My argument is that it doesn’t matter what you believe about bitcoin, its economics, or even the blockchain technology that powers it. Investors have begun perceiving BTC as a safe haven, and that perception becomes a self-fulfilling prophecy.
Keep in mind that the negative-yielding debt chart from Bloomberg (the first chart shown in this article) only goes up until March of this year, at which time the total figure was under $10 Trillion.
Since then, the trend has been going parabolic (vertical even), with the total now reaching beyond $16 trillion (this number is hard to keep up with. By the time you read this, the figure could easily be one or two trillion higher).
It’s hard to make connections between negative interest rates and anything happening in the economy because this has never happened before. Negative rates are without precedent. The fact that the correlation between rates/gold/bitcoin is so striking says a lot about what’s happening and what’s coming.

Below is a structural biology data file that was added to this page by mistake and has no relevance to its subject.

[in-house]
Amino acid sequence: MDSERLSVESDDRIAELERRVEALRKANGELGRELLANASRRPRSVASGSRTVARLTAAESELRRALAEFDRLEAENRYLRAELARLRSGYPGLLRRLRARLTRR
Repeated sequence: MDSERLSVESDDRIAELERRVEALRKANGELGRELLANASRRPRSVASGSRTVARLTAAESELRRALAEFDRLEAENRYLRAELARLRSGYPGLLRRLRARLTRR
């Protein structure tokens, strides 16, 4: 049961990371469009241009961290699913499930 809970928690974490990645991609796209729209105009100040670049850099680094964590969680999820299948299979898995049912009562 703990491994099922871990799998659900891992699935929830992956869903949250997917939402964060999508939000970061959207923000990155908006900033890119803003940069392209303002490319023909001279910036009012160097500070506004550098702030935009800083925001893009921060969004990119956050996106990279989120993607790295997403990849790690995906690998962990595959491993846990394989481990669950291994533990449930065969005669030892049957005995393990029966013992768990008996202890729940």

The Crash Isn’t Coming – It’s Here
You’ve probably been hearing about a historic crash coming for a long time now (especially if you read Zerohedge). And you’ve certainly been hearing rumors of a possible recession from every financial news media pundit and their mother over the course of the last six months.
Here’s what you haven’t heard: they’re all wrong. The crisis isn’t far away in the future. It’s here and now. While it may be some time before things get so bad they can no longer be hidden and most media outlets admit this, the data doesn’t lie.